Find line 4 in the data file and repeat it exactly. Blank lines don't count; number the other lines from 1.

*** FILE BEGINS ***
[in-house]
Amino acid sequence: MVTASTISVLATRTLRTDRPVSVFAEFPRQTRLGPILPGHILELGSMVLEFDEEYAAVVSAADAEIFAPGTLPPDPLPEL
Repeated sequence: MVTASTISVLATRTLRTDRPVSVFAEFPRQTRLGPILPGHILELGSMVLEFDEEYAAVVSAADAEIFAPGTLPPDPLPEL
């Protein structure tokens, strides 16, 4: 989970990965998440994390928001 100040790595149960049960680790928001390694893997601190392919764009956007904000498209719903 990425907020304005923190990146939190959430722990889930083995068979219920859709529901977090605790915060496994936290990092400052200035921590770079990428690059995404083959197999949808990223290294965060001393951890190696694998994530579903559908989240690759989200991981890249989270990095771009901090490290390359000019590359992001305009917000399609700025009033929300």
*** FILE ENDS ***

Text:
């Protein structure tokens, strides 16, 4: 989970990965998440994390928001 100040790595149960049960680790928001390694893997601190392919764009956007904000498209719903 990425907020304005923190990146939190959430722990889930083995068979219920859709529901977090605790915060496994936290990092400052200035921590770079990428690059995404083959197999949808990223290294965060001393951890190696694998994530579903559908989240690759989200991981890249989270990095771009901090490290390359000019590359992001305009917000399609700025009033929300």